“The belief that there is only one truth, and that oneself is in possession of it, is the root of all evil in the world.”

Max Born, from Natural Philosophy of Cause and Chance (1964)

Portrait of Max Born, via nobelprize.org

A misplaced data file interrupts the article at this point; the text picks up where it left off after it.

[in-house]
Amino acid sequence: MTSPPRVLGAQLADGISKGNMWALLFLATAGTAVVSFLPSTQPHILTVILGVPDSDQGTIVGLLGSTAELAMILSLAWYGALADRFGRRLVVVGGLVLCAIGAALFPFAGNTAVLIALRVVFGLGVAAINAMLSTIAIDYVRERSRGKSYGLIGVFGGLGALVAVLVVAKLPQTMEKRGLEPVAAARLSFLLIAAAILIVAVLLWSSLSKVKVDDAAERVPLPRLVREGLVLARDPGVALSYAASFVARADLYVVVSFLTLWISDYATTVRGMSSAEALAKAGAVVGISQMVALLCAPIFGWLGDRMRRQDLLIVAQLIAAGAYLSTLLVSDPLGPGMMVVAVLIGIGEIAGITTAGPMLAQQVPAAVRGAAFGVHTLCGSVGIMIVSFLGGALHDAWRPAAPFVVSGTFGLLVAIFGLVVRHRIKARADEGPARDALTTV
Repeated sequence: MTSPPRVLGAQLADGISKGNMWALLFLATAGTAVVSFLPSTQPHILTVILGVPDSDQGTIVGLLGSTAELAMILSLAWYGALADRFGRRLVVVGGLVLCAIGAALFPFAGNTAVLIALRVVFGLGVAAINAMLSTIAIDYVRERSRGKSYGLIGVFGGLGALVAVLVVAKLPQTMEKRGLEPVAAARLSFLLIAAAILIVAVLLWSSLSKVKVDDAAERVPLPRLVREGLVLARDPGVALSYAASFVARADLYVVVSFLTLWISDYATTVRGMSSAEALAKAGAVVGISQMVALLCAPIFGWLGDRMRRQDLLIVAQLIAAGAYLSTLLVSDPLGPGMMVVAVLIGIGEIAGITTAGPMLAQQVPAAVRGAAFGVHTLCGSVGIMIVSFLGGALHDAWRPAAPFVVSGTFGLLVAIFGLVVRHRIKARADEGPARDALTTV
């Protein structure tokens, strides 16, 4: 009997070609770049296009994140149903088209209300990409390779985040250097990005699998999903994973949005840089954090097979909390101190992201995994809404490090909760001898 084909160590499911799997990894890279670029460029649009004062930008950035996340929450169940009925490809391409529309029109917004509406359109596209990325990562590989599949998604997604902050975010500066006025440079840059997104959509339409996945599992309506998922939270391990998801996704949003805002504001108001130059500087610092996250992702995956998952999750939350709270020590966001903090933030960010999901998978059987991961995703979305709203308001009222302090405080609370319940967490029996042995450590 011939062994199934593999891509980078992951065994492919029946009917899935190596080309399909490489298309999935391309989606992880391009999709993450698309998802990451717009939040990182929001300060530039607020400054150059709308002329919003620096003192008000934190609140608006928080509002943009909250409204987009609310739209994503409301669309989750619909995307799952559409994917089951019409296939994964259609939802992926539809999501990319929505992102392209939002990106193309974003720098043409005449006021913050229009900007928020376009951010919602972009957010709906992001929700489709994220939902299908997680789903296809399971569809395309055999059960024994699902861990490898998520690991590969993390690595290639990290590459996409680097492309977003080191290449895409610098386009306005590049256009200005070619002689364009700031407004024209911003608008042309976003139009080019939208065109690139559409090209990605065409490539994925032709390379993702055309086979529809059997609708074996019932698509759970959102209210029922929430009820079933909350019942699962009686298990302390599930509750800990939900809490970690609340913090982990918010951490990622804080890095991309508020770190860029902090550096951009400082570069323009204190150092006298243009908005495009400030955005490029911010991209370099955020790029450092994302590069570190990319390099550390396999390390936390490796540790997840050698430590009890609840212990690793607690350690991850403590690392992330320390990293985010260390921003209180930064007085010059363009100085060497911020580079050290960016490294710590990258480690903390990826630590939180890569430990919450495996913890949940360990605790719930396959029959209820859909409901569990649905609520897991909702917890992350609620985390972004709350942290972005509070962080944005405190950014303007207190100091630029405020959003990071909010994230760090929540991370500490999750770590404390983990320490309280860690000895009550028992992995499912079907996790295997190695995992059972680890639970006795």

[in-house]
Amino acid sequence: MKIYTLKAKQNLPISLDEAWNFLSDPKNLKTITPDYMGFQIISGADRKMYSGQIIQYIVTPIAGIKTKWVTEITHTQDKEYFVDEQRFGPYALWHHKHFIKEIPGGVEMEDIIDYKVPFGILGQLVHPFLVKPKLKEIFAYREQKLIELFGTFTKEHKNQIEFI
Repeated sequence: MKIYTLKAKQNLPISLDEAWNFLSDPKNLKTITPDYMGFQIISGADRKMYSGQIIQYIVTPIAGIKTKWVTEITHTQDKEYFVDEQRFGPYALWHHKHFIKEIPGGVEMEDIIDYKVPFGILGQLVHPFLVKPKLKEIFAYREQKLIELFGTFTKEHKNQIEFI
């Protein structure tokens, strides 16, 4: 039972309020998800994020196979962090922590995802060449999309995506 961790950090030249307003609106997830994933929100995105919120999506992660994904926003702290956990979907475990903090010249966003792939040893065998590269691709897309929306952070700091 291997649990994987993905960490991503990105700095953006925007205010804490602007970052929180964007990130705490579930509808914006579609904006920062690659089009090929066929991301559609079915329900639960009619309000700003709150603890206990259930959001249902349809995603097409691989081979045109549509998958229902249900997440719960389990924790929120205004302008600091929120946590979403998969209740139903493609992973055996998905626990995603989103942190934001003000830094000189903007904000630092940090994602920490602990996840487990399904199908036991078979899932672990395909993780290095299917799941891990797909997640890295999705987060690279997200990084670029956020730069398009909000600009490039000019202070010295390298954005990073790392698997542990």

Max Born (December 11, 1882 – January 5, 1970) was a German physicist and mathematician who was instrumental in the development of quantum mechanics. He was born in Breslau (now Wrocław, Poland), to a family of Jewish descent. His father was an anatomist and embryologist, influencing Born at an early age; his mother died before his fifth birthday. Born entered the University of Breslau in 1901. A professor identified Born’s exceptional abilities and selected him as the lecture scribe. Once graduated he then entered the University of Göttingen in 1904, where he found the three renowned mathematicians Felix Klein, David Hilbert, and Hermann Minkowski. The influence of these three men would catapult him into brilliance. In 1925 he and Werner Heisenberg formulated the matrix mechanics representation of quantum mechanics. The following year, he formulated the now-standard interpretation of the probability density function in the Schrödinger equation, for which he was awarded the Nobel Prize in 1954. In 1933 when the Nazi Party came to power he was forced to flee Göttingen and emigrated to the United Kingdom, where his work continued. Max Born became one of the leading minds on Atomic Physics. He died at age 87 in hospital in Göttingen.

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